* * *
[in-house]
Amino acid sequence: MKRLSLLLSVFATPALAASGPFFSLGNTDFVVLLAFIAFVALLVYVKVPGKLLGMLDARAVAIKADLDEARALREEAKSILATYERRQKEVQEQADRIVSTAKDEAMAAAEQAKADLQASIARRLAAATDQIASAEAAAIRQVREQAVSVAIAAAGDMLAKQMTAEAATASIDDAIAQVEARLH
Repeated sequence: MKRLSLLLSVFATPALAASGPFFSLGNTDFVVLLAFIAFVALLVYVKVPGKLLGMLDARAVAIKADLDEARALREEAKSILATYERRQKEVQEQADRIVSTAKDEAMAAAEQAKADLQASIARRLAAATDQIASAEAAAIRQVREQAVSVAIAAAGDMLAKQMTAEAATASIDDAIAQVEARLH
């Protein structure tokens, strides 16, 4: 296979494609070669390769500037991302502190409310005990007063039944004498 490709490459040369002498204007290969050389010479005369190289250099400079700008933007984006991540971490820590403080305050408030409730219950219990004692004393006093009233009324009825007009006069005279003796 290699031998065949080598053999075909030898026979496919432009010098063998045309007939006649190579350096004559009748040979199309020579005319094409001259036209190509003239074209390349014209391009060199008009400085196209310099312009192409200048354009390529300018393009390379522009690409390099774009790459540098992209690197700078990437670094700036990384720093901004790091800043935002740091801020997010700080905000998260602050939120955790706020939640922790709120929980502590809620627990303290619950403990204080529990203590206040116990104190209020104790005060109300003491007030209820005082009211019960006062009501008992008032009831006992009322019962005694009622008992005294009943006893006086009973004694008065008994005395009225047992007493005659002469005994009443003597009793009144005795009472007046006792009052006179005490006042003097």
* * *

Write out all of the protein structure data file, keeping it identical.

[in-house]
Amino acid sequence: MKRLSLLLSVFATPALAASGPFFSLGNTDFVVLLAFIAFVALLVYVKVPGKLLGMLDARAVAIKADLDEARALREEAKSILATYERRQKEVQEQADRIVSTAKDEAMAAAEQAKADLQASIARRLAAATDQIASAEAAAIRQVREQAVSVAIAAAGDMLAKQMTAEAATASIDDAIAQVEARLH
Repeated sequence: MKRLSLLLSVFATPALAASGPFFSLGNTDFVVLLAFIAFVALLVYVKVPGKLLGMLDARAVAIKADLDEARALREEAKSILATYERRQKEVQEQADRIVSTAKDEAMAAAEQAKADLQASIARRLAAATDQIASAEAAAIRQVREQAVSVAIAAAGDMLAKQMTAEAATASIDDAIAQVEARLH
């Protein structure tokens, strides 16, 4: 296979494609070669390769500037991302502190409310005990007063039944004498 490709490459040369002498204007290969050389010479005369190289250099400079700008933007984006991540971490820590403080305050408030409730219950219990004692004393006093009233009324009825007009006069005279003796 290699031998065949080598053999075909030898026979496919432009010098063998045309007939006649190579350096004559009748040979199309020579005319094409001259036209190509003239074209390349014209391009060199008009400085196209310099312009192409200048354009390529300018393009390379522009690409390099774009790459540098992209690197700078990437670094700036990384720093901004790091800043935002740091801020997010700080905000998260602050939120955790706020939640922790709120929980502590809620627990303290619950403990204080529990203590206040116990104190209020104790005060109300003491007030209820005082009211019960006062009501008992008032009831006992009322019962005694009622008992005294009943006893006086009973004694008065008994005395009225047992007493005659002469005994009443003597009793009144005795009472007046006792009052006179005490006042003097």